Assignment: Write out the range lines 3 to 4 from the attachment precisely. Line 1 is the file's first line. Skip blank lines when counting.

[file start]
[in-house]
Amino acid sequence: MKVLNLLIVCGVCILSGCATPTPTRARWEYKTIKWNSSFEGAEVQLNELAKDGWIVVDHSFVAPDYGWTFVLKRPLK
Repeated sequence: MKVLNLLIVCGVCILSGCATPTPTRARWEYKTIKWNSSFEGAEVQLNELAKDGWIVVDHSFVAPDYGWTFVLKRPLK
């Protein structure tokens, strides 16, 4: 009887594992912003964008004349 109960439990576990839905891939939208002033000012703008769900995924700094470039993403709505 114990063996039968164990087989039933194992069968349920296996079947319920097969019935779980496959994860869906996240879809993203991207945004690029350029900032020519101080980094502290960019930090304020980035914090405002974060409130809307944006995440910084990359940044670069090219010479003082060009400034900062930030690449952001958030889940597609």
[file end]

Repeated sequence: MKVLNLLIVCGVCILSGCATPTPTRARWEYKTIKWNSSFEGAEVQLNELAKDGWIVVDHSFVAPDYGWTFVLKRPLK
């Protein structure tokens, strides 16, 4: 009887594992912003964008004349 109960439990576990839905891939939208002033000012703008769900995924700094470039993403709505 114990063996039968164990087989039933194992069968349920296996079947319920097969019935779980496959994860869906996240879809993203991207945004690029350029900032020519101080980094502290960019930090304020980035914090405002974060409130809307944006995440910084990359940044670069090219010479003082060009400034900062930030690449952001958030889940597609």